Building Secrets: The Breathtaking 'Lost' Hippodrome of Manchester

The city is home to some truly wonderful buildings, but also the memories of architectural gems that are no longer with us...

By Ben Brown | July 1st '22

Ask anyone to name Manchester’s most beautiful buildings and you’ll get answers as far-reaching as “The Midland”, “London Road Fire Station” and if you’re asking me, the Brutalist beauty of UMIST’s Renold Building.

But there’s one building that nobody will ever say because a) it was widely mocked for years and b) it was knocked down in the 1930s – just 35 years after it was built. The thing is, this building was quite possibly the city’s most breathtaking architectural marvel ever.

The Hippodrome was opened to huge fanfare on Oxford Road in 1904 by Sir Oswald Stoll for £45,000, around £5.5m today.

A purpose-built theatre, it was designed by one of the world’s most respected and talented designers – Frank Matcham, who during his 40-year career was responsible for the design and construction of over 90 theatres and the redesign and refurbishment of a further 80 throughout Britain.

It’s a curiosity that after Matcham’s death in 1920, from blood poisoning from cutting his fingernails too short, his theatres were mocked by architects for decades, and local authorities did very little to preserve and care for his buildings. It was only around the 1970s that his buildings were taken seriously, and his genius became widely recognised.

The Hippodrome was an absolute marvel, an Arabesque style with ornate marble staircases, steps and balustrades. Best of all though, the Hippodrome was designed as “a Variety Theatre and Circus” that would stage “the most amazing water spectaculars and moving films“.

A painting by George Richmond of the London Hippodrome set up for a water spectacular

So Matcham designed a stage that sat alongside a large circus ring. Below the ring was a massive circular tank that held 70,000 gallons of water, heated by its very own furnace. A false floor in the tank could be raised and lowered using a hydraulic pump.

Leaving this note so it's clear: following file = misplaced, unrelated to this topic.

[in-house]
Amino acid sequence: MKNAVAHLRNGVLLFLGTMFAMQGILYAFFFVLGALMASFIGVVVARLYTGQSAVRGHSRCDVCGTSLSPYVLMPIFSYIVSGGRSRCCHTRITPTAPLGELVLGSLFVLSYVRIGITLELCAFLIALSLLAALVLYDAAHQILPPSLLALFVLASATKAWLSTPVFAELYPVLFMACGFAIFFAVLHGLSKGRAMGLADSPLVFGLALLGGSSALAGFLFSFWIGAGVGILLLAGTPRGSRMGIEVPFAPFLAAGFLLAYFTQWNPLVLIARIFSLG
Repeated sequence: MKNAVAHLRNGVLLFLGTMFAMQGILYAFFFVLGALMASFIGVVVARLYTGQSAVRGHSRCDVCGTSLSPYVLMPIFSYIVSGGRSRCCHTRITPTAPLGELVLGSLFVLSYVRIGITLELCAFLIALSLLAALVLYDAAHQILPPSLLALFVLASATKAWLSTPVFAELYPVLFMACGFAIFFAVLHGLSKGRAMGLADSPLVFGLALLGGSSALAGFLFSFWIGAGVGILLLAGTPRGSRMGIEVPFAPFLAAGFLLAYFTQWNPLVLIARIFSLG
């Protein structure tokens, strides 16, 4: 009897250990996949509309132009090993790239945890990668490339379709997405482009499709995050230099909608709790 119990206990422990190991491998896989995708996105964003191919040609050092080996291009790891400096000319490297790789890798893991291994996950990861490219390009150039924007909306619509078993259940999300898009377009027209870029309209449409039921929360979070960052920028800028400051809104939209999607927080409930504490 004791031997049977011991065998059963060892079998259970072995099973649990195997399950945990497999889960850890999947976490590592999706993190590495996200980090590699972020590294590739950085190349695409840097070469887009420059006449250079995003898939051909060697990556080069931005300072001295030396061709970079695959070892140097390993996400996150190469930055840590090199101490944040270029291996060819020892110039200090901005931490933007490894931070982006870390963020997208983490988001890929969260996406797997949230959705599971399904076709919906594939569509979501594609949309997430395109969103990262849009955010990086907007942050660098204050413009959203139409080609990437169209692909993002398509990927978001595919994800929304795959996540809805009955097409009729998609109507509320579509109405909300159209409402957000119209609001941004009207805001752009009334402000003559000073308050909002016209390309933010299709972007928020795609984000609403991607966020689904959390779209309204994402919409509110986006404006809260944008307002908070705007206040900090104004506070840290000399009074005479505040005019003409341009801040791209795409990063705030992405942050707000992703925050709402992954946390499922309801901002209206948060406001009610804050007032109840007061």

Also beneath the auditorium were huge stables – enough for 100 horses and all of the cages for the myriad of exotic animals that were to be displayed in the circus.

The opening night was Boxing Day 1904 and it was called ‘Tally-Ho! A Hunting Sensation in Four Acts‘ and included dogs, elephants, acrobats, and high wire performers. They also pulled out the big guns and put on a water show ‘spectacular’ which saw soldiers and horses plunging into the water as they recreated Native American hunts.

The Hippodrome in the 30's

There was even an instance in London of elephants being shepherded onto waterslides – but I’m not sure if this happened in Manchester – although I wouldn’t put it past them.

The evening would typically then end with ‘The Bioscope‘ which was a large screen on stage fronted by a fairground organ and usually dancing girls. Silent movies would be projected onto the screen alongside the music and performance. Audiences, even after seeing elephants swimming around, would be completely enthralled by these moving pictures – which brings us neatly to the Hippodrome’s premature demise.

It was open a measly 31 years until it was demolished to make way for a brand-new art deco Gaumont Cinema. In 6 months it was flattened and the new building set in place – forgotten as quickly as it was erected. The building’s demolition coincided with the downturn of variety and theatre in the UK, brought on by movies, which were much cheaper to show and continued to delight audiences.

As you probably already know, the Gaumont remained at the top of Oxford Road until 1974 when it became a well-known nightclub – Rotters – before eventually being demolished altogether in the early 90s.

It’s now an NPC Car Park. What a shame.